“The heroes of the 1956 revolution were very different people, but they were all in love with the ideal of a free Hungary,” Prime Minister Viktor Orbán said on Hungary’s national holiday. The country is now capable of defending its interests, he stressed.
Prime Minister Viktor Orbán held a speech on Hungary’s national holiday marking the 1956 revolution and freedom fight against the Soviet Union, at the inauguration ceremony of the building of the Mindszentyneum Center in the town of Zalaegerszeg, Western Hungary, on Sunday.
The Mindszentyneum – József Mindszenty Visitor Center is based on, and introduces the life of Cardinal József Mindszenty, the head of the Catholic Church in Hungary from 1945 to 1973. During World War II, he was imprisoned by the pro-Nazi Arrow Cross Party. As he stood up against both fascism and communism, he was given a life sentence in 1949 in a show-trial that was condemned by the United Nations. He spent eight years in prison and was freed during the course of the 1956 revolution, granted political asylum by the US embassy in Budapest, where he lived for fifteen years. He could finally leave the country in 1971 and died in exile in 1975 in Vienna.
According to Orbán, Cardinal Mindszenty was one of the greatest Hungarian church leaders who performed the task of spiritual leadership of the country besides political leaders, or when the need emerged – and it frequently did – instead of political leaders. “Whilst serving God, Mindszenty always fulfilled his duty for his country, he was not just any leader of ours, he led the way with the unstoppable resistance of a column of fire,” he said. The Prime Minister added that in 1956, the Cardinal “showed us the way, and we Hungarians will never forget that service of his, even in a stormy headwind, he held onto the truth of the Hungarian people.”
“We want to be worthy of Archbishop Mindszenty’s community-building heritage, and of the courage of the heroes of 1956 in the face of death, we want to make use of the opportunity that today we have to live for our country, not die for it,” Orbán stated. “Glory to the victims, respect for those who resisted,” he stressed.
The Prime Minister pointed out that the heroes of the revolution were very different people, but their actions were driven by the same idea: they were all in love with the ideal of a free Hungary.
He added that they exposed themselves to all the dangers and risks because they believed that they could succeed, and this hope of theirs was not entirely without foundation, as in 1956, Hungary had a real chance of gaining back its independence.
As Orbán recalled, hundreds of thousands of Hungarians took part in the revolution, the Soviets were all confused in the first days, and the Hungarians – had the West not betrayed them for a second time after 1945 – could have succeeded. But in the absence of support from the West, the Soviet leaders changed their minds halfway, turned the tanks around, and again forced 35 years of military oppression and a communist puppet government on the Hungarians, he added.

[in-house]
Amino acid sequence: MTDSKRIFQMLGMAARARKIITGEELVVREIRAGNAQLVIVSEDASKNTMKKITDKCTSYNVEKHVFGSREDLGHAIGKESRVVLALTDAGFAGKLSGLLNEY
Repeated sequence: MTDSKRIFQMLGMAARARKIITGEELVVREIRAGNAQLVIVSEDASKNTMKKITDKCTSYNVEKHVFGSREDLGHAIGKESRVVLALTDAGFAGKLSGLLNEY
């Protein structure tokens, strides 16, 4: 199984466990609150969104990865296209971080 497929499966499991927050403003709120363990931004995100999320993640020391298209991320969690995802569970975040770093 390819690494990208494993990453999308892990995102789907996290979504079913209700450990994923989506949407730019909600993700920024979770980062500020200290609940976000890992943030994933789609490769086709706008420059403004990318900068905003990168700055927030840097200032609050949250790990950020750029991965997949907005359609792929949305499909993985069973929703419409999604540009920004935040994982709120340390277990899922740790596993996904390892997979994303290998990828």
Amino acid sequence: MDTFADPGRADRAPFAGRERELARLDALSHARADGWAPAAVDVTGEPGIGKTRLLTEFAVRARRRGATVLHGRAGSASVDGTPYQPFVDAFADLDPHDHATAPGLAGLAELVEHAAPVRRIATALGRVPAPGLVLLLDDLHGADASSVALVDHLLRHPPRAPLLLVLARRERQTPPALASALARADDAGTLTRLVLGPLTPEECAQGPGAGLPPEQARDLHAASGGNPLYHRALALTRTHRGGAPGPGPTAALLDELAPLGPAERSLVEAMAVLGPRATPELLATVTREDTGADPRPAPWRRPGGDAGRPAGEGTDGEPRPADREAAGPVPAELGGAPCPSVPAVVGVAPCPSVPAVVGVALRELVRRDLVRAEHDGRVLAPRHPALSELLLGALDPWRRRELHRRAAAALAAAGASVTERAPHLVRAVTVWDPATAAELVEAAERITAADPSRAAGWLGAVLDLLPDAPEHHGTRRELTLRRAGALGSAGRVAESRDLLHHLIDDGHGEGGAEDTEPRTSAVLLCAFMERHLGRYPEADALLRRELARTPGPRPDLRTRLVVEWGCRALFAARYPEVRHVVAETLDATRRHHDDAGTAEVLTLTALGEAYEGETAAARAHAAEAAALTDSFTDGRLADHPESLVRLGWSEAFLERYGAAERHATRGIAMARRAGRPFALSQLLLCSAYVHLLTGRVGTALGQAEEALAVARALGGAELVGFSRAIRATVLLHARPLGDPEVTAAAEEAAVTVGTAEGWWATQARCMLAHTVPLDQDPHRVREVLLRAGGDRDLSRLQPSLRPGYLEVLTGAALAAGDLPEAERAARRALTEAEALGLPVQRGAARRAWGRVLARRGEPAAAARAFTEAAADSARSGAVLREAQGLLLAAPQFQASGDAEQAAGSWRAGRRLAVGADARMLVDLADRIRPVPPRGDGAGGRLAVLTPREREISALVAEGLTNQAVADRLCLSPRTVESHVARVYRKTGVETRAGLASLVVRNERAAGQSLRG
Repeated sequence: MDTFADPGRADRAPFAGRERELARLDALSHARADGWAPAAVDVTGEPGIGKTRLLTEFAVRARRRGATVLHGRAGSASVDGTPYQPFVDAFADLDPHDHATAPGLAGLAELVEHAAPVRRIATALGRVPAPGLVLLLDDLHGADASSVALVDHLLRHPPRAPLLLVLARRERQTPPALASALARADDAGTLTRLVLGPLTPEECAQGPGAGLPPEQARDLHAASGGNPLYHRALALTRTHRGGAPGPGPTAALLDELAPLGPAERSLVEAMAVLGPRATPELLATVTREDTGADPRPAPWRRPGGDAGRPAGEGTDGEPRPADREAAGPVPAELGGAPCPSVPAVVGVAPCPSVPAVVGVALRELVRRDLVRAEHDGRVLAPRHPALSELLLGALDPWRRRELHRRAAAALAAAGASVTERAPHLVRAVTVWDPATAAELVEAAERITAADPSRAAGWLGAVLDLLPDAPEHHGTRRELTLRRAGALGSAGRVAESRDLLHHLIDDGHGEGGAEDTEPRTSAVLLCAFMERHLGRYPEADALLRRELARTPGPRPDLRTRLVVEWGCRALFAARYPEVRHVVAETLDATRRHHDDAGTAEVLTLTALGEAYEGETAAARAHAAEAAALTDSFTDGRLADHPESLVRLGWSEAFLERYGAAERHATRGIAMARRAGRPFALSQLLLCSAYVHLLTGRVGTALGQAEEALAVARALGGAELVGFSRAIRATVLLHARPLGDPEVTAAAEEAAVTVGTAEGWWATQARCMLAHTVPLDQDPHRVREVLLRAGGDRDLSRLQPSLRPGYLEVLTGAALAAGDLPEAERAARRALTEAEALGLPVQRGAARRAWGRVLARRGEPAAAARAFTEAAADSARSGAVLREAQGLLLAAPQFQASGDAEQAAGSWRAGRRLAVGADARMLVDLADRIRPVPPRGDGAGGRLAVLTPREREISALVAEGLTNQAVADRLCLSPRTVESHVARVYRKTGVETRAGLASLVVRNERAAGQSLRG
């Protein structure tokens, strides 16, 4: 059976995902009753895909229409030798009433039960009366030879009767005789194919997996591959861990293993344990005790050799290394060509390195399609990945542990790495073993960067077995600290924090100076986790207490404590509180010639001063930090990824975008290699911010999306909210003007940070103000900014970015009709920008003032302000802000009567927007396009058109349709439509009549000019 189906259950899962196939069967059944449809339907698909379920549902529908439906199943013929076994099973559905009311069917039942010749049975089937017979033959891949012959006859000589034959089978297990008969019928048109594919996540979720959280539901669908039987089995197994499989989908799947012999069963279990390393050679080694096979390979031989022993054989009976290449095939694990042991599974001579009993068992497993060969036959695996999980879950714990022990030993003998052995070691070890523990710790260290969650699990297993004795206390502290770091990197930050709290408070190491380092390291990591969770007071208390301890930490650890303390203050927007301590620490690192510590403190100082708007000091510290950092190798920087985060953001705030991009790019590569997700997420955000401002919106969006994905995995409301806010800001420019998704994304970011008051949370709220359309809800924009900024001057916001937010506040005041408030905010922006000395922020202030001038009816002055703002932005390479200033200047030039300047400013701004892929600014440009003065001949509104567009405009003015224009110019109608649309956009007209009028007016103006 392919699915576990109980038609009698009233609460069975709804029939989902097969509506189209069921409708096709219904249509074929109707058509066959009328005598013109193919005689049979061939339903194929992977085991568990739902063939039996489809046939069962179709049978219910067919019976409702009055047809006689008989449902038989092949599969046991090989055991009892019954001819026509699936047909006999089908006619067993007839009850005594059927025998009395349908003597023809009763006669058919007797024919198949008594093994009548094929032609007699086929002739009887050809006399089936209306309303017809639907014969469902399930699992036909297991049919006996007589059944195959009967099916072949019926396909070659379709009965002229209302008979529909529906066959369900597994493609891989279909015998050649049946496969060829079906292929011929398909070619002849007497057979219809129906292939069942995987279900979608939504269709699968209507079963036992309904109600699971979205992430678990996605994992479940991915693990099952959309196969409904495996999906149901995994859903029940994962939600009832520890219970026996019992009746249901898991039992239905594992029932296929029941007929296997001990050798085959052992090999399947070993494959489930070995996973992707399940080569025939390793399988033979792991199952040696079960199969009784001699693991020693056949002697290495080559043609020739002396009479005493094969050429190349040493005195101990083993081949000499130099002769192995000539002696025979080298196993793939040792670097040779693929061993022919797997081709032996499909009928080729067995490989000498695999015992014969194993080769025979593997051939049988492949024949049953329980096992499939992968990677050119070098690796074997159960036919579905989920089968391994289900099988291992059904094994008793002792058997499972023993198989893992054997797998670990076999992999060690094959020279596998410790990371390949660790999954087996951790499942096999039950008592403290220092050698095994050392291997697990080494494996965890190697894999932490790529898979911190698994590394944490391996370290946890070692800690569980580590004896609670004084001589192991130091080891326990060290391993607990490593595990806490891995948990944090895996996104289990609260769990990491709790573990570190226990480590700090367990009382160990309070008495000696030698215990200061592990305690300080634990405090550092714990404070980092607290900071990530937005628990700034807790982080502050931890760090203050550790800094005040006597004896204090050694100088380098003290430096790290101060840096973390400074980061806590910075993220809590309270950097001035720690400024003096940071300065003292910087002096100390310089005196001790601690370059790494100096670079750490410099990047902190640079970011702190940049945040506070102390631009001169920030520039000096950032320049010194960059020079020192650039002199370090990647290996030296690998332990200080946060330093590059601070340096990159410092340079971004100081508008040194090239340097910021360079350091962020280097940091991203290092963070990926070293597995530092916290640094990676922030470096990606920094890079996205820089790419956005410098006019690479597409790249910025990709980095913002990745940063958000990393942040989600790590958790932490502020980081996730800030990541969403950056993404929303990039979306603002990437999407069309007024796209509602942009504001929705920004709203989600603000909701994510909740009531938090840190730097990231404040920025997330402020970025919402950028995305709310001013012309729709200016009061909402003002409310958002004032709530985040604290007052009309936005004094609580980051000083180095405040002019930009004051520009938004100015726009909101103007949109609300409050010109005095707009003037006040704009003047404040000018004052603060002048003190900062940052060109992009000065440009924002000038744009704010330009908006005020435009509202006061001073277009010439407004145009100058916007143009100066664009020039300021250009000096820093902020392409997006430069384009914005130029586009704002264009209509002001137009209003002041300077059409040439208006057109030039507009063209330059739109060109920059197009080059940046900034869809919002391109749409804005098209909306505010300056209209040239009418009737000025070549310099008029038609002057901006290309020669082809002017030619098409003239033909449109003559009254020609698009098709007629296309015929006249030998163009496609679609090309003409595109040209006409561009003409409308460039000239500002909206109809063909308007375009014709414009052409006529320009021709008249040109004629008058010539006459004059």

In summary, the Prime Minister said Hungarian blood must be appreciated as a precious commodity, because “other than us, no one will appreciate it.” It was not appreciated by the communists either who organized bloodbaths with tanks during the revolution, and bloody retaliation after the revolution. Neither was the Hungarian people’s blood appreciated by the then-free world which first encouraged the Hungarians, and then decided not to help, he added.
“Back then, they put us on the cover of Time magazine, then left us under the Soviet thumb for forty years, thinking that the Soviets will at least have one more thing to worry about,”
he noted. According to Orbán, the lesson is clear: only Hungarians themselves can show the world the truth of the Hungarians, and only Hungarians can defend their own truth against the threats facing them.
“We abide when we have to, and we fight back when we can. If you are Hungarian, you need the courage of the lion, the slyness of the snake, and the peacefulness of the dove,” the Prime Minister said. “This will be especially true in the coming year: a migratory invasion in the south, a war in the east, and an economic crisis in the west,” he continued.
“Fortunately the left is not in government, imagine what would happen here,” he noted. Orbán stressed that the national government is strong, united, and does not get scared when trouble rears its head.
“We are able to defend Hungary’s interests both at home and abroad,”
he stressed. The Prime Minister recalled that in 1956 we learned that in hard times only unity can help. “Therefore, we should not care about those “who keep shooting at Hungary sometimes from the shadows, sometimes from the Brussels firing platform, they will end up where their ancestors did,” he said.
Orbán emphasized that Hungary is prepared to face the current crisis, claiming that “we will preserve the economy’s stability, everyone will have jobs, we will be able to defend the reduction of household energy bills, and families will not be left by the wayside.”
Hungary’s national flag was hoisted with military honors in front of the parliament building on Sunday morning, MTI reported. The ceremony was attended by President Katalin Novák, representatives of military and state organizations, as well as members of the public.
The legacy of the Revolution and Freedom Fight of 1956 still has actuality today. The Hungarian people are a nation of freedom lovers. The spirit of the ‘56-ers gives us the courage, bravery, and inspiration we all need. Respect to the heroes!#freedom #October23 #Hungary pic.twitter.com/D3vvBnn172
— Katalin Novák (@KatalinNovakMP) October 23, 2022
Photos via Miniszterelnök.hu